StateImpact Oklahoma reflects on 2022 — from abortions to turnpikes
StateImpact Oklahoma managing editor Logan Layden talked with the StateImpact reporters about the highlights of their coverage in 2022, and what’s to come in the new year — from the overturning of Roe v. Wade to the tumult over turnpike expansion in the state.
LOGAN: Well we’ve come to the end of 2022, and joining me today are StateImpact health reporter Catherine Sweeney and Beth Wallis, who’s been our environment and science reporter, but will be transitioning to our education reporter. Beth, what do you see as the highlights of your coverage of 2022?
BETH: Sure, so I think the turnpike is definitely a big one. So the Oklahoma Turnpike Authority’s ACCESS Oklahoma project. It’s a 15-year, 5-billion-dollar project, and it’s seen quite a few challenges this last year. The OTA recently lost a case in district court that said they had violated the state’s Open Meeting Act because the agendas that sort of outlined that project weren’t clear enough. So they recently lost that case. There are a few other cases that are currently playing themselves out in the court that would decide if the OTA actually has the authority to build these other projects. Those have happened throughout the year. We’ve seen a lot of community organizing from that.
I think the other big part of my beat this year has been the implementation of cannabis laws. Obviously, upcoming next year, we have a special election that would legalize recreational cannabis. This last year we saw the legislature really pushing enforcement. That’s been a big issue with cannabis laws in Oklahoma. Basically, these laws were aimed at bolstering enforcement. One of them was a revolving fund for law enforcement. Another one was getting the OMMA out of the Department of Health and allowing them to be their own entity. There’s also a big moratorium over the next two years on new licenses for any kind of cannabis business. And it’ll either be two years or until the OMMA can finish all of their investigations and inspections, because they’re still very far behind. So the focus this year was really on getting the program caught up to where it’s being enforced consistently, and then probably preparing for the introduction of recreational cannabis next year.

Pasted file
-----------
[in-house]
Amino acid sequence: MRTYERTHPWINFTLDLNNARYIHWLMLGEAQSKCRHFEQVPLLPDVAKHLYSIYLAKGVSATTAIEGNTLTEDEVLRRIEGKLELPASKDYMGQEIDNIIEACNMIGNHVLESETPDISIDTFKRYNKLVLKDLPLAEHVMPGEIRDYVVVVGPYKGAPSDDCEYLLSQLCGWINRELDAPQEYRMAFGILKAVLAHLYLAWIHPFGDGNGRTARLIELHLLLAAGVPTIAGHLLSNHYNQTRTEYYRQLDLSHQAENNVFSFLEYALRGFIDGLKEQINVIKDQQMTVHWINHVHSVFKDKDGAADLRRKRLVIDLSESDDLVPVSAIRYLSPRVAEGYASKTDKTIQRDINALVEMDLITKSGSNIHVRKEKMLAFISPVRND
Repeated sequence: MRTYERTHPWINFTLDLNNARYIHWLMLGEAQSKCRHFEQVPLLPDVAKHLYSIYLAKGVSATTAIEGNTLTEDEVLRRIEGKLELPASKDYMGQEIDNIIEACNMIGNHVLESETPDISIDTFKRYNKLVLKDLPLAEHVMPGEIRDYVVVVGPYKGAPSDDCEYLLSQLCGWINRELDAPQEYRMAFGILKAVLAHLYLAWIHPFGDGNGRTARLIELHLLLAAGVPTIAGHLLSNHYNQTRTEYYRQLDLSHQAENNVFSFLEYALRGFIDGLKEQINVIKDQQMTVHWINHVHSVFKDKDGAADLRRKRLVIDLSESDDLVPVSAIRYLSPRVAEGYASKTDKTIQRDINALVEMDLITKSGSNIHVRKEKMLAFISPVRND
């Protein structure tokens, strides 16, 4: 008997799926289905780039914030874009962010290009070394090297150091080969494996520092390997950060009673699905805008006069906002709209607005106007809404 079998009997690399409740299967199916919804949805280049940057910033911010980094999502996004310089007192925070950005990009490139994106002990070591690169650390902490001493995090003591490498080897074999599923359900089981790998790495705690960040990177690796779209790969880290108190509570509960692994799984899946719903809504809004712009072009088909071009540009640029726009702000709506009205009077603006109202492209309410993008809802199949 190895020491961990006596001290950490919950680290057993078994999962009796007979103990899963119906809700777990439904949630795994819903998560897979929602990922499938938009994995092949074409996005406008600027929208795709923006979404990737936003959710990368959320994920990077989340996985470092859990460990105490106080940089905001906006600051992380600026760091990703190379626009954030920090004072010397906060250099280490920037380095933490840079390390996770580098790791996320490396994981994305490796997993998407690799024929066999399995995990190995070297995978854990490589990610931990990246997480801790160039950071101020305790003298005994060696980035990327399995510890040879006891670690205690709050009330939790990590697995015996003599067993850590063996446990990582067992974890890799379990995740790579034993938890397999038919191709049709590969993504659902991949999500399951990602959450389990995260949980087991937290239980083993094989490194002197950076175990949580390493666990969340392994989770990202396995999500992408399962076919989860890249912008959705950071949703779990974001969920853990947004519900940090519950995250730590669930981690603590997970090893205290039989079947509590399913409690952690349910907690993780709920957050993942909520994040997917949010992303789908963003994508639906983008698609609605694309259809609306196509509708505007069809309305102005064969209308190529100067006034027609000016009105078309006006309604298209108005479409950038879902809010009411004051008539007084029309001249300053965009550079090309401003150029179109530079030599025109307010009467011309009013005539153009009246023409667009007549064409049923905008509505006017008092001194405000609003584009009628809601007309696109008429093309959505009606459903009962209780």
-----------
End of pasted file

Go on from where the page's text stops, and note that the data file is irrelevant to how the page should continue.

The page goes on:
LOGAN: Even though you’re going to be doing education coverage for us going forward, you’re not taking your eye off either one of those issues. That’s going to continue to be a source of coverage for you in 2023. And Catherine, what a year it was on the health beat. Still dealing with COVID, sure, but also the end of Roe v. Wade. When you reflect on 2022, what sticks out to you from your coverage?
CATHERINE: I think that you nailed two of the biggest ones: the end of abortion in Oklahoma and the evolution of the pandemic. So just to rehash a little bit, Oklahoma lawmakers have been attempting to ban abortion in the state for decades. And that’s always kind of seemed pie in the sky until changes on the Supreme Court this year — the federal Supreme Court — made that stop being pie in the sky. All of a sudden these laws they’ve been passing forever stick, and they don’t fall because of legal challenges. They get implemented for the first time. The other thing that I covered a ton was the pandemic and its evolution. Obviously, it looks a little different than it did in 2020 and 2021. One big change has been, just, policies that are intended to make the pandemic easier on people have started disappearing.
I think one of the less covered areas that I really tried to focus on was Oklahoma’s epidemic of sexually transmitted infections. I think it has definitely fallen out of the public view. Oklahoma ranks number four in the country for syphilis, number 11 for chlamydia, 5th for gonorrhea. There's been a huge outbreak in syphilis outside of the men who have sex with men population. There’s been a huge outbreak of congenital syphilis, which means babies born with syphilis. I’ve written about this a lot because I think it’s not part of the conversation. I think we have been so focused on the pandemic — understandably — that it’s been hard to also focus on this just — another epidemic of sexually transmitted infections and what the state is doing to combat that.
LOGAN: That’s StateImpact health reporter Catherine Sweeney and education reporter Beth Wallis. Thanks for the discussion. I’m StateImpact managing editor Logan Layden. You’ll be hearing more from all of us in 2023.